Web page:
It's hard to know what to make of the speculation that Kim Jong Il has named his son Kim Jong-un to succeed him as the maximum leader of North Korea.
On one hand, the Washington Post reported today that the 26-year old heir apparent is a Michael Jordan fan. So he evidently has good taste in basketball players.
But he is, after all, the little known scion of an oppressive, outlaw regime which is developing and proliferating nuclear weapons technology, providing a lot of reasons for concern.
NPR's Anthony Kuhn reported on All Things Considered today that North Korea's military appears to be coalescing around the younger Kim, which is all that really matters.
An excerpt of his report:
There are few countries left where a ruler can say he has the right to rule because his father and grandfather did.
But Kim Jaebum, professor emeritus at the Institute of Foreign Affairs and National Security in Seoul says that's the prevailing logic in Pyongyang.
KIM JAEBUM: "This is a kind of inherited philosophy, that the Great Leader founded the country and the party, and his son was an heir, so that the third generation has a kind of legitimacy."
South Korean media today quoted lawmakers briefed by intelligence officials. They said that following last week's nuclear test, Pyongyang ordered officials to pledge loyalty to Kim Jong-un, third son of the "Dear Leader" Kim Jong-il and grandson of the "Great Leader" Kim Il-sung. Professor Kim says the orders seem to be having an effect.
KIM JAEBUM: "The military are very anxious about competing among themselves to show their loyalty to the family."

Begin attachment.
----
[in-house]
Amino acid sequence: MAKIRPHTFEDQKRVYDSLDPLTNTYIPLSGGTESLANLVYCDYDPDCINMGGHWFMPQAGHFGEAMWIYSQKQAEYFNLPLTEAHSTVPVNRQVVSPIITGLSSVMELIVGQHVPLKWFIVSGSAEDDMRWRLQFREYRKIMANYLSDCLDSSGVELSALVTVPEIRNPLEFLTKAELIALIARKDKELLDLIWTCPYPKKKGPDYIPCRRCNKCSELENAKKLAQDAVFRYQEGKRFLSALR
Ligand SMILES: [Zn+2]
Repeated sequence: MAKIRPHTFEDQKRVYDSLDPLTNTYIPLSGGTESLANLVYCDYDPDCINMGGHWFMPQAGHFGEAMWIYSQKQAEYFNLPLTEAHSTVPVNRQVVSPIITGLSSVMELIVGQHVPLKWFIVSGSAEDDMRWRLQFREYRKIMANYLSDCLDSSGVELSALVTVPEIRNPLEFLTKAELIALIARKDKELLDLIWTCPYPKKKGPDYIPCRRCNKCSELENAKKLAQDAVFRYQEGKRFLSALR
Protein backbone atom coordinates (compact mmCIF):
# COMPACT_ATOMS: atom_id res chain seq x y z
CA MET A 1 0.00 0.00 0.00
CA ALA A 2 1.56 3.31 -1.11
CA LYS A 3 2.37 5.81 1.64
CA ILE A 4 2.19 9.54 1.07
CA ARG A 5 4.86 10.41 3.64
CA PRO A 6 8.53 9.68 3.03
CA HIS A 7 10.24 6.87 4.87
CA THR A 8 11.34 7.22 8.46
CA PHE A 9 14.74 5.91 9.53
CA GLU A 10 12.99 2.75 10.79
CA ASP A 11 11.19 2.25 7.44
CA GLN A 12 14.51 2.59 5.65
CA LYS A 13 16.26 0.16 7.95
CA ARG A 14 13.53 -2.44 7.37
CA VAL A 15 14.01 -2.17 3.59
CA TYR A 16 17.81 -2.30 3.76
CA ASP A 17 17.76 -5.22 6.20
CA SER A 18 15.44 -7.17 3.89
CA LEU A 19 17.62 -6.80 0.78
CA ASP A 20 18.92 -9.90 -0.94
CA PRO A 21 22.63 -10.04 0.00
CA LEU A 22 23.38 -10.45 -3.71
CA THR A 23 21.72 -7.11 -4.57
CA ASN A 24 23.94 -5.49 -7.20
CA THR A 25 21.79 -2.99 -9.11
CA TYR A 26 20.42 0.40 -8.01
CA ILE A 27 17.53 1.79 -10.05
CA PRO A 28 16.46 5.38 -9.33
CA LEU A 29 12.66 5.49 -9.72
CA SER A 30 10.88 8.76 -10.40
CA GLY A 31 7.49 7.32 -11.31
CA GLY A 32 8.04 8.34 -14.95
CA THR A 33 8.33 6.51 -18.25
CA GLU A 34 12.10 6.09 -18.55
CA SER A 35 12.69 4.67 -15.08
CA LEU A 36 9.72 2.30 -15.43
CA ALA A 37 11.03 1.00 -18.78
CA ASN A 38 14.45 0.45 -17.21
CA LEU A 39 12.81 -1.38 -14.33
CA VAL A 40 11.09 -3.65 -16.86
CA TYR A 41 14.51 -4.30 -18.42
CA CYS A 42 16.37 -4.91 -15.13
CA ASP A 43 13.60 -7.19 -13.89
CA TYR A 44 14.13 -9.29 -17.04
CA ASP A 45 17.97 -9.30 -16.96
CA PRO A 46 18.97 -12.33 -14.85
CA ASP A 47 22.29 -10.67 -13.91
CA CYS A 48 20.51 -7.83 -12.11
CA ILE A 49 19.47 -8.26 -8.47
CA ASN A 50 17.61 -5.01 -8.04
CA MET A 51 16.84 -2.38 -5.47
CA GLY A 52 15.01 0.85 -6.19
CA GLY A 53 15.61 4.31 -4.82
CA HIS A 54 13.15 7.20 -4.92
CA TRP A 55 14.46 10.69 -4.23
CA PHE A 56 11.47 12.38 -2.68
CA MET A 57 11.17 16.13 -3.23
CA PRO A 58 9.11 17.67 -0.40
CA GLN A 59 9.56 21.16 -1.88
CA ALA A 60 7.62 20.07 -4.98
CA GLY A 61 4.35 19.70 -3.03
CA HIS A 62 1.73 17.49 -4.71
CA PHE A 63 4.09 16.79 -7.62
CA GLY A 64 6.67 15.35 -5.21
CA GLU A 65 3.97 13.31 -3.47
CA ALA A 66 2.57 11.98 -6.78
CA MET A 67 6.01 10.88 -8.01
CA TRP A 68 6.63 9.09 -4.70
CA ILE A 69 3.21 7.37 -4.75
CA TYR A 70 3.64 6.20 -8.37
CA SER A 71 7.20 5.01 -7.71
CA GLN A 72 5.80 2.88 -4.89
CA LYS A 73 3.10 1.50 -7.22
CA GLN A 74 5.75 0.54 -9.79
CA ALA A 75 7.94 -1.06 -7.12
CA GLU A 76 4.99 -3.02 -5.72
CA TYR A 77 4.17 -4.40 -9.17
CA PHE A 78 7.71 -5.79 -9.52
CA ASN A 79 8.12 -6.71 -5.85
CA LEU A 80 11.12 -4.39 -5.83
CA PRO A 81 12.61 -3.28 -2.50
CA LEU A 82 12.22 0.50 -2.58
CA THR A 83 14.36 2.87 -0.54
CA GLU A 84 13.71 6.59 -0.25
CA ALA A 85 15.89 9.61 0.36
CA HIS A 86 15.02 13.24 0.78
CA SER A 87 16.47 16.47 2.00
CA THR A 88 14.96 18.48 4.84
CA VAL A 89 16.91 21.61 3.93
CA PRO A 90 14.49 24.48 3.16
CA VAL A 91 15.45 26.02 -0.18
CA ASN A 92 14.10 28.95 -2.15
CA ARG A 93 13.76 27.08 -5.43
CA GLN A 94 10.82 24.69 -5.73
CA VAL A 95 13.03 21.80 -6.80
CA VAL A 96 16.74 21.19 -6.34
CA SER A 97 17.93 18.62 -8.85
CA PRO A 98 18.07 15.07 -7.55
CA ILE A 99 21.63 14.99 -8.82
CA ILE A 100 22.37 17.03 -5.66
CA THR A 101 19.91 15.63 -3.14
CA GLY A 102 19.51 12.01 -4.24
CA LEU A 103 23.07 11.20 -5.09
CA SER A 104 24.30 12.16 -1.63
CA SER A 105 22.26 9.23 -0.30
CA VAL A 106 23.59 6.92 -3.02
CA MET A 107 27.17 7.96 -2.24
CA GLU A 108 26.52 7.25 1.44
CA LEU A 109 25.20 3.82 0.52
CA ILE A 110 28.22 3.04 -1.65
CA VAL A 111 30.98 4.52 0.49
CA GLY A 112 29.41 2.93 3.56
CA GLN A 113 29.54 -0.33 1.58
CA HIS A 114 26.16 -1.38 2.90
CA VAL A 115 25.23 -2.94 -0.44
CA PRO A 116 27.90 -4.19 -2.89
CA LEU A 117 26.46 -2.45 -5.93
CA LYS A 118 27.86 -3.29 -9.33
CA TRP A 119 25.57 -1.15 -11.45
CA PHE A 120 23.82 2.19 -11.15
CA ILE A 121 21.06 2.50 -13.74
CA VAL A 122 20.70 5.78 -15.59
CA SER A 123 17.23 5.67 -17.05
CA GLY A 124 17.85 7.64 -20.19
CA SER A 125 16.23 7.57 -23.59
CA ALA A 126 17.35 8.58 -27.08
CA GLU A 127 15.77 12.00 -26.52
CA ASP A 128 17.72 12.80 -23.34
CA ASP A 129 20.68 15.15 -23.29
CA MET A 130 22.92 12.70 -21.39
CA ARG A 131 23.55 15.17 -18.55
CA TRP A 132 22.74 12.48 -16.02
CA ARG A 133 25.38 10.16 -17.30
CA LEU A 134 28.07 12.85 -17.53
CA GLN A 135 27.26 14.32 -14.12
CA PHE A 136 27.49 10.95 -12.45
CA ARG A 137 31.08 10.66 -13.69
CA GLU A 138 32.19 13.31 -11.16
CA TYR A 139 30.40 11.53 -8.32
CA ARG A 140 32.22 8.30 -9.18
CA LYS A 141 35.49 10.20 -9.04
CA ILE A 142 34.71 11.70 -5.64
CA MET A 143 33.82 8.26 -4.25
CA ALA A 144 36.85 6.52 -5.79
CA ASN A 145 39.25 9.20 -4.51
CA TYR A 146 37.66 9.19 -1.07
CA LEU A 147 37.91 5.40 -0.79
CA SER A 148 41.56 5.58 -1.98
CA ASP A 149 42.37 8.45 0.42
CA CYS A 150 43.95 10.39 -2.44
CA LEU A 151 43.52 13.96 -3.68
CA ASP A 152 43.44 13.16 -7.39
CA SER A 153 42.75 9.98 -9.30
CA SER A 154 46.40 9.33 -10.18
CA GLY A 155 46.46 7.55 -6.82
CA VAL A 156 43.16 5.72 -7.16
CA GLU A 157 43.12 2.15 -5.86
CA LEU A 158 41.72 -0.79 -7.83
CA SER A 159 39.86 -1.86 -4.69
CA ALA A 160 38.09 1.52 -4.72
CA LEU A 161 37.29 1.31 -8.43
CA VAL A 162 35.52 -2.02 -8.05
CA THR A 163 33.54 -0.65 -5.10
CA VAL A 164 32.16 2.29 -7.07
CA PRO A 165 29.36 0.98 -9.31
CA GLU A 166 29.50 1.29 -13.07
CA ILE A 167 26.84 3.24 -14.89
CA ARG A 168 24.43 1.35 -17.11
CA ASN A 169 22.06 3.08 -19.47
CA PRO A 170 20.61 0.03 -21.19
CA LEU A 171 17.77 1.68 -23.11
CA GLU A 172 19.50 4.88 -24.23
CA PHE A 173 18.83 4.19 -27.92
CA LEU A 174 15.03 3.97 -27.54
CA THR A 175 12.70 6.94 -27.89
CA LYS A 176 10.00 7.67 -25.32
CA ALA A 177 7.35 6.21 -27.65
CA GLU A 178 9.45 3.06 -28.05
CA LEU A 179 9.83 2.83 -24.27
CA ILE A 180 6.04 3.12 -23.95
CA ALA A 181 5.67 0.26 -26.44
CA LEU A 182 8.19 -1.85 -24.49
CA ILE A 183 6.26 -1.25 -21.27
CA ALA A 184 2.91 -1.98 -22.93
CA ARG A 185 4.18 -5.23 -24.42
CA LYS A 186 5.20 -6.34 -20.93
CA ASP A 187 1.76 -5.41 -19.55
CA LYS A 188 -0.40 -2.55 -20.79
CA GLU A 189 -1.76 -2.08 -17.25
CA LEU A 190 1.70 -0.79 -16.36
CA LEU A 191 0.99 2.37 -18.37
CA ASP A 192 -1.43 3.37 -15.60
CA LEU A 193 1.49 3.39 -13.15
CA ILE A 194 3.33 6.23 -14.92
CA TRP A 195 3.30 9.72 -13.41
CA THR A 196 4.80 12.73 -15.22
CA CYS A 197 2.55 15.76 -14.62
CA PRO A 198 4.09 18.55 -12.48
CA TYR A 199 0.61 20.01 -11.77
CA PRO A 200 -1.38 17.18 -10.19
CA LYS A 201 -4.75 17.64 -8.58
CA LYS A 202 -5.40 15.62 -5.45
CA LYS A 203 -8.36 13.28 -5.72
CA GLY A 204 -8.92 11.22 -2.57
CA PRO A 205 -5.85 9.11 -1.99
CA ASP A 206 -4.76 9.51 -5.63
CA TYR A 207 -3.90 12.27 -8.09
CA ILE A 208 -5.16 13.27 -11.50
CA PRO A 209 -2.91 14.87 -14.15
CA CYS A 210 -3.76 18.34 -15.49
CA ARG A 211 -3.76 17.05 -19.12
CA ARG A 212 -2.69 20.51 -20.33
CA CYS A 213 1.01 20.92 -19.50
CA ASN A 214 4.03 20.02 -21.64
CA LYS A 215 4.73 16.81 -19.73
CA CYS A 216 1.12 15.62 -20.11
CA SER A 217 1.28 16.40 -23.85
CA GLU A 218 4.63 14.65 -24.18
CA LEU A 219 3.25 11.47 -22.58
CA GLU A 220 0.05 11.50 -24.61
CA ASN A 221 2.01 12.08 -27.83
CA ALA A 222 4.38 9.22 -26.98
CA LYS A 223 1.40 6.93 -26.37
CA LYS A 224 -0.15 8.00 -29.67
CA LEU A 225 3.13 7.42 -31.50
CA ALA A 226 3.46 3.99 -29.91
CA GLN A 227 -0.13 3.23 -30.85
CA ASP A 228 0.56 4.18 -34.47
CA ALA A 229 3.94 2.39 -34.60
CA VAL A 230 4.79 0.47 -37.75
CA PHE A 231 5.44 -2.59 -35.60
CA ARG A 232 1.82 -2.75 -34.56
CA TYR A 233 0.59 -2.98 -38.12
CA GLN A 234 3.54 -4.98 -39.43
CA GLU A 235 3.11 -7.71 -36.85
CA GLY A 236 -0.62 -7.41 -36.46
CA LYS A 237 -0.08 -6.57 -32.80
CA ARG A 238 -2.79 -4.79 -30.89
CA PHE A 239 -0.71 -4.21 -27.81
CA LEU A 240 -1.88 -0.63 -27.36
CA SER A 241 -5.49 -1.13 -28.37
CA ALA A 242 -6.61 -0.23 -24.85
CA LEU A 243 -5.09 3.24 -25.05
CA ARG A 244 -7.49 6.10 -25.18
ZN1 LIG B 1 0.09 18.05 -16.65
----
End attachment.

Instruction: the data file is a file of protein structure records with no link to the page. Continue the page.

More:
So why Kim Jong-un? Well, Kim Jong-il felt his eldest son was unreliable, and his second son was too effeminate. We know this thanks to Kenji Fujimoto, the pen name of a Japanese man who wrote a book about his stint as the Kims' personal sushi chef.
As you can see, North Korea leadership-watching is a murky business, full of unconfirmed reports and questionable sourcing. Anyway, Kim Jong-un is believed to have been educated in Switzerland, where he learned to ski, and speak English, French and German.
The problem, says Stanford University Koreas expert Daniel Sneider, is that in his mid twenties, the young Kim is still too inexperienced, compared to his father.
DANIEL SNEIDER: "Kim Jong-il had a long period of time serving in senior positions in the party apparatus, in the government apparatus, so he established his legitimacy as a successor over a period of time."
But the elder Kim made arrangements for this in April, getting his son onto the National Defense Commission. This de facto ruling council is headed by Chang Song-taek, Kim Jong-il's brother in law, who could serve as a regent until the young Kim matures.